In a Communication released on 7 June 2016, the European Commission proposed a new concept of cooperation with third countries, the Partnership Framework. This new approach will tie all existing EU and Member States’ instruments and tools available in external cooperation to third countries’ abilities to stop people coming to Europe. The Communications states that it is a priority to see a reduction of irregular arrivals and increased numbers of returns to countries of origin and transit.
According to the Communication, the EU will develop a mix of positive and negative incentives that will be integrated into EU’s development aid, neighbourhood, trade, energy and security policies. Countries cooperating with the EU on readmitting their own nationals and third country nationals will be rewarded, as well as those taking action to adequately host people fleeing conflict and persecution.
Agreements, or “compacts”, are proposed with key countries, and will become the key component of the overall relationship between these countries and the EU. “In the short term we will deliver compacts with Jordan and Lebanon and take steps to agree further ones with Niger, Nigeria, Senegal, Mali and Ethiopia. We also intend to increase our engagement with Tunisia and Libya,” the European Commission stated.
There is an apparent lack of any sort of commitment to human rights standards and safeguards that will ensure that persons are not returned to countries where their fundamental rights may be at risk. Amnesty International raised serious concerns over the idea of enhancing cooperation with Libya, highlighting several human rights violations in the country and at the hands of Libyan Border Guards. “Europe shouldn’t even think about migration cooperation arrangements with Libya if it results, directly or indirectly, in such shocking human rights violations,” stated Amnesty International’s Magdalena Mughrabi.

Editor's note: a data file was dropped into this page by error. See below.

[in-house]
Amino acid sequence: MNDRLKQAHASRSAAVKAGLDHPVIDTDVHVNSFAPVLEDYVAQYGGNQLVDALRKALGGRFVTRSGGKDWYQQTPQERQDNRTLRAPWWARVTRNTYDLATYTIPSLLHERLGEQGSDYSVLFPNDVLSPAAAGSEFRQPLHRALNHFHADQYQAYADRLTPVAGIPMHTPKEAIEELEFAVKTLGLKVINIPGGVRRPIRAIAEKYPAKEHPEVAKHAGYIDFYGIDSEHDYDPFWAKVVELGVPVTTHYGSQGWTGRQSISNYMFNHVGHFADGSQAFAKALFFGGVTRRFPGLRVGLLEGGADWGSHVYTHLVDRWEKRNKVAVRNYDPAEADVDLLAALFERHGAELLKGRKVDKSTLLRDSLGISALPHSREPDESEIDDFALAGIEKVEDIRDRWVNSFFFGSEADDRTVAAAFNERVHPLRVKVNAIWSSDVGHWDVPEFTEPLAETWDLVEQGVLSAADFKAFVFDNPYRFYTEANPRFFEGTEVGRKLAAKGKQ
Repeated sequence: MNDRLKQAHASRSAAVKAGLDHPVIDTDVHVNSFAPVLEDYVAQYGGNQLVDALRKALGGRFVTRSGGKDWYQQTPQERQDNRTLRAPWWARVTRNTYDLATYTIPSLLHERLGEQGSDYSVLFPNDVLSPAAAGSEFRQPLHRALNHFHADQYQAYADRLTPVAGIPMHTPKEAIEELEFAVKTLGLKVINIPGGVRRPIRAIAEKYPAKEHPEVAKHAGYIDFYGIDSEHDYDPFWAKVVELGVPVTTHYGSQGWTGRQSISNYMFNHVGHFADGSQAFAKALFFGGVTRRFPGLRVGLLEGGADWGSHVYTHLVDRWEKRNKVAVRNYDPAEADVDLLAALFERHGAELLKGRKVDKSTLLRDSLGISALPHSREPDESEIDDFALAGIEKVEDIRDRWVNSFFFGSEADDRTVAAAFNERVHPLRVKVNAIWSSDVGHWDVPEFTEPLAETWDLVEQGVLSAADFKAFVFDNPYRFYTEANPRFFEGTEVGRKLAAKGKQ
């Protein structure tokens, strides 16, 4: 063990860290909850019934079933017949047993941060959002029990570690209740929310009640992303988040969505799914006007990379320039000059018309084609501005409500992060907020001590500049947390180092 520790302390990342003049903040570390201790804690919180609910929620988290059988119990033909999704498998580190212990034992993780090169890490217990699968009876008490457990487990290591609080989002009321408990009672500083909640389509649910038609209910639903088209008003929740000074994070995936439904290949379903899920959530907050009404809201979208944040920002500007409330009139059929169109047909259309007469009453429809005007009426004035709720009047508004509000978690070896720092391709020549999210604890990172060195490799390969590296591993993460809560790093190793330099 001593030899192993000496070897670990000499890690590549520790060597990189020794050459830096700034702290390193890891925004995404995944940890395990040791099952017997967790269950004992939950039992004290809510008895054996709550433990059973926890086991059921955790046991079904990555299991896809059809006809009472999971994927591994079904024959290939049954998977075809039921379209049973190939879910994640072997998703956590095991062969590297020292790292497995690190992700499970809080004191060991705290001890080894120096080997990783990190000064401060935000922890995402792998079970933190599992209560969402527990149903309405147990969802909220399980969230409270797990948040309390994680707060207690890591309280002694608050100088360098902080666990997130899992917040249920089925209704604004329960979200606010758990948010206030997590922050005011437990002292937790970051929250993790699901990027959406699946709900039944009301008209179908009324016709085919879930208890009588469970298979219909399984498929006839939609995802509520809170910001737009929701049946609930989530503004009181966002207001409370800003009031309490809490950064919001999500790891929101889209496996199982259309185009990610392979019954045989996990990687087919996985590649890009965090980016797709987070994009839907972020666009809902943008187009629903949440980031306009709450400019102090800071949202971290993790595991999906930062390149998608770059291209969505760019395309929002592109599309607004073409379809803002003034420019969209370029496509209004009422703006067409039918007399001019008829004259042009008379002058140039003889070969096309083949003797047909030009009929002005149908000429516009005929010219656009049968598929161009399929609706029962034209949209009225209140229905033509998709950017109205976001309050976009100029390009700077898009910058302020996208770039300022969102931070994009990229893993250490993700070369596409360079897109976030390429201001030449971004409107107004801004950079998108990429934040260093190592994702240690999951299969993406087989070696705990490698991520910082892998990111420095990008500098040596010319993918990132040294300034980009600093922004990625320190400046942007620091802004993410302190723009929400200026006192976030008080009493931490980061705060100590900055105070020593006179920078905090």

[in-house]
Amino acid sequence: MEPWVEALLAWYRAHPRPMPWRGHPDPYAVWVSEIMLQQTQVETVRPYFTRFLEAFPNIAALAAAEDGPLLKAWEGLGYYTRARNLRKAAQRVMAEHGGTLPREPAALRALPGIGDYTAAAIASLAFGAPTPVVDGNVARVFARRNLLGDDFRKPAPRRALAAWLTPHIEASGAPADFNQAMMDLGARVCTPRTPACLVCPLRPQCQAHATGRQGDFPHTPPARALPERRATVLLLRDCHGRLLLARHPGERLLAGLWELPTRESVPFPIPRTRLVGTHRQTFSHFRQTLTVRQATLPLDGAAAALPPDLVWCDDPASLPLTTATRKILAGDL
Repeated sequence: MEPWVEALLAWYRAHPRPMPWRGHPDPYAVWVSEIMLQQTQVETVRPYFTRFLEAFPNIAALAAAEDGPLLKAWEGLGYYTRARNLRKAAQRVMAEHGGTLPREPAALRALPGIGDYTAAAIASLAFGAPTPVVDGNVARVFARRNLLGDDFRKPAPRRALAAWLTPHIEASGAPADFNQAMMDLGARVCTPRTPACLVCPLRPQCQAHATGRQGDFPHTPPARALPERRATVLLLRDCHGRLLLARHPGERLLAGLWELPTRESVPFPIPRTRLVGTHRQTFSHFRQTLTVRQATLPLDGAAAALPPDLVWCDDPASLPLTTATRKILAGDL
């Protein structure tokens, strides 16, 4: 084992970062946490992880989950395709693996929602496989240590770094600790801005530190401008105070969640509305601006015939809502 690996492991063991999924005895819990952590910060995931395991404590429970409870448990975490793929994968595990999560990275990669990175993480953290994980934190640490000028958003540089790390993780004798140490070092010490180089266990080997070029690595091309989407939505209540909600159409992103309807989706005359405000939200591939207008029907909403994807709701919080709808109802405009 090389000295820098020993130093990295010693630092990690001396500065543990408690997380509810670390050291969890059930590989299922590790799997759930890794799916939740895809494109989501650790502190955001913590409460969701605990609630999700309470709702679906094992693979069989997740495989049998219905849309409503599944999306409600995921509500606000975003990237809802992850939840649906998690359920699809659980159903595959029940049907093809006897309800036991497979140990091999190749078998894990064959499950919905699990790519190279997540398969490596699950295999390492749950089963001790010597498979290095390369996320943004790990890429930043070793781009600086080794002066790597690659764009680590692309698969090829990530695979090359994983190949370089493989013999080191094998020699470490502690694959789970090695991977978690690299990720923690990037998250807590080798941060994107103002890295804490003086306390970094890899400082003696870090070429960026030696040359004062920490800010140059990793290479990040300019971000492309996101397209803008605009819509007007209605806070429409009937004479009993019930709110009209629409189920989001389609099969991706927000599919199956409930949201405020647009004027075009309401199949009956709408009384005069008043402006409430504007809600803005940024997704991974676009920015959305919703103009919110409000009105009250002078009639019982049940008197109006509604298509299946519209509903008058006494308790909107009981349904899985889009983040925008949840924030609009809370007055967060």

The Communication regularly refers to the EU-Turkey deal as a good practice to be duplicated with other countries. ECRE, as well as other NGOS and MEPS, has repeatedly warned that the EU-Turkey deal is an unlawful and unethical agreement and creates a dangerous precedent in external cooperation.
In terms of development cooperation, countries that cooperate in return and migration management will be prioritised in terms of funding. Organisations such as Platforma have already criticised this approach of tying development cooperation to the countries’ performance in the field of migration. “Diverting European Development Fund resources towards projects pursuing security objectives, such as border management and control jeopardizes long-term, global objectives to shorter-term concerns,” the organisation argues.
It is also concerning that no clear commitments are made to open up safe and legal channels to Europe. The Communication suggests rather that Europe’s international partners should assume their responsibility in global resettlement efforts. Resettlement, labour migration and visas are suggested as suitable rewards and leverage for the partner countries, following the model of the EU- Turkey deal.